China to step up use of technology in cultural relic protection
The Archaeological Ruins of Liangzhu City in Hangzhou, Zhejiang Province, China. /CFP

The Archaeological Ruins of Liangzhu City in Hangzhou, Zhejiang Province, China. /CFP

China plans to strengthen its protection and research of cultural relics with science-and-technology-led innovation over the next five years, Vice Minister of Culture and Tourism Li Qun said on Wednesday.

China's State Council recently approved guidelines on cultural relic protection and technological innovation during the nation's 14th Five-Year Plan, a blueprint for economic and social development formulated for 2021-2025.

Speaking at a news conference, Li, who also heads China's National Cultural Heritage Administration (NCHA), said the government plans to build a long-term mechanism for securing the safety of relics, and balance protection and development.  

The State Council guidance has, for the first time, incorporated technological applications into the conservation and research of cultural relics.

According to the plan, the country will increase the number of research officers by 25 percent by 2025.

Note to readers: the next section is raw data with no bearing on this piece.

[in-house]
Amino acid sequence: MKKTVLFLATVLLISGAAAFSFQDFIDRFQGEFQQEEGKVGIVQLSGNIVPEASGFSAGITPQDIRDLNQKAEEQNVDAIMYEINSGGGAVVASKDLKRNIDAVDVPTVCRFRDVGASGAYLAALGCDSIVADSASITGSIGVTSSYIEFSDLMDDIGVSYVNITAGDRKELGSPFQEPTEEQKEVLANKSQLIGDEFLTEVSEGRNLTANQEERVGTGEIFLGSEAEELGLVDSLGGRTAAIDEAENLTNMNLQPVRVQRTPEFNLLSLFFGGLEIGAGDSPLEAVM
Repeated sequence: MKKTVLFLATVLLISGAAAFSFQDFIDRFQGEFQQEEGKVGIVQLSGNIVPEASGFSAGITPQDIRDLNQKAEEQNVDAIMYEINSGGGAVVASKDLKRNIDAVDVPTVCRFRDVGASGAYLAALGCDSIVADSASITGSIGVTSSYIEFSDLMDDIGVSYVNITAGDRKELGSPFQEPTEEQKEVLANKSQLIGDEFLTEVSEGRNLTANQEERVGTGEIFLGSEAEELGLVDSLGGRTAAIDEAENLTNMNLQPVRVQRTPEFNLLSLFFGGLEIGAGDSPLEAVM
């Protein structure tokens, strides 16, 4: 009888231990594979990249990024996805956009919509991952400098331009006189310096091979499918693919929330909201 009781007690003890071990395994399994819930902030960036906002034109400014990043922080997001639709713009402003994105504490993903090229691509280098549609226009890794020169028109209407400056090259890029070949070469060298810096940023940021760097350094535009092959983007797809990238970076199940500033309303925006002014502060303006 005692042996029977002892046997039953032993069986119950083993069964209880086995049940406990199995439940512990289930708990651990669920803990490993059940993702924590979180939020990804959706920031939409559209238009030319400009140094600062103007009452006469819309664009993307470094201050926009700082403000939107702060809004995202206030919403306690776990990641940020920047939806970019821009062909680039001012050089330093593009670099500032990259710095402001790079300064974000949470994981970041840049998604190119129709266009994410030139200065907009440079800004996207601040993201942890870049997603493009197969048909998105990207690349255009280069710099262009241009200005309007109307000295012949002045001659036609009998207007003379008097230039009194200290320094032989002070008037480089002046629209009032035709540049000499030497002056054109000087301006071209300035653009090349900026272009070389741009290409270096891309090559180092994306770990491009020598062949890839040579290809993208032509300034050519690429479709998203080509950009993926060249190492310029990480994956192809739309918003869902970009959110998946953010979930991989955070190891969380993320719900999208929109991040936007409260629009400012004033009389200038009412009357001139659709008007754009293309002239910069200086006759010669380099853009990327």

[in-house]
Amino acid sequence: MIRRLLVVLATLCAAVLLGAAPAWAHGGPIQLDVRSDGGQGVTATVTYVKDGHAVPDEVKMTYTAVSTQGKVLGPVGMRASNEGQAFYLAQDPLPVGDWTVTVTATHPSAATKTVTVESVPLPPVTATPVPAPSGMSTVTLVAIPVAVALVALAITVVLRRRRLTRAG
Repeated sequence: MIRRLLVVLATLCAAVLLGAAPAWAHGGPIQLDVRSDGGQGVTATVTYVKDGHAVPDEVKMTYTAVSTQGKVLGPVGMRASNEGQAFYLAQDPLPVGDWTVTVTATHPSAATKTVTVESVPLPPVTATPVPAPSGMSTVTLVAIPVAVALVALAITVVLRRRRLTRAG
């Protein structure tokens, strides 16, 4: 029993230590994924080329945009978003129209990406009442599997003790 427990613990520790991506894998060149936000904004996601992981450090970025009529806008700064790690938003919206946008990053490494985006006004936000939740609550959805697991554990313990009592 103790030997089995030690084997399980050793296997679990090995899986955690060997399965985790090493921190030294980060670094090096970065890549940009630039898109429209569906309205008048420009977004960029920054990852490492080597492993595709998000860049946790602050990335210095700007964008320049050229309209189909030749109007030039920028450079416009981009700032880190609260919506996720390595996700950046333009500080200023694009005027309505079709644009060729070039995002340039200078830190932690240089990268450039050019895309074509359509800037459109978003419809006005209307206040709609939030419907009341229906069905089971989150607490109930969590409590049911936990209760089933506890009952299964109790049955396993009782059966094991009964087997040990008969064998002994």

Wu Yuanbin, an official of the Ministry of Science and Technology, said scientific and technological innovation has played an important role in protecting cultural relics over the years.

Building national archaeological parks and top-level museums

Efforts will be made to undertake further research on archaeology and the origin of Chinese civilization, build national archaeological parks and promote high-quality development of museums, Li said.

In 2010, authorities announced the first batch of national archaeological parks, which have become important places for people to get a deeper understanding of Chinese civilization, NCHA official Lu Qiong said.

China is currently home to 36 national archaeological parks, among which 11 are UNESCO World Heritage sites. The country aims to build 10 to 15 more during the 14th Five-Year period, Lu said.

Also, the country plans to upgrade 10 to 15 museums into world-class facilities featuring Chinese characteristics and build itself into a country with top-level museums by 2035.

Search Trends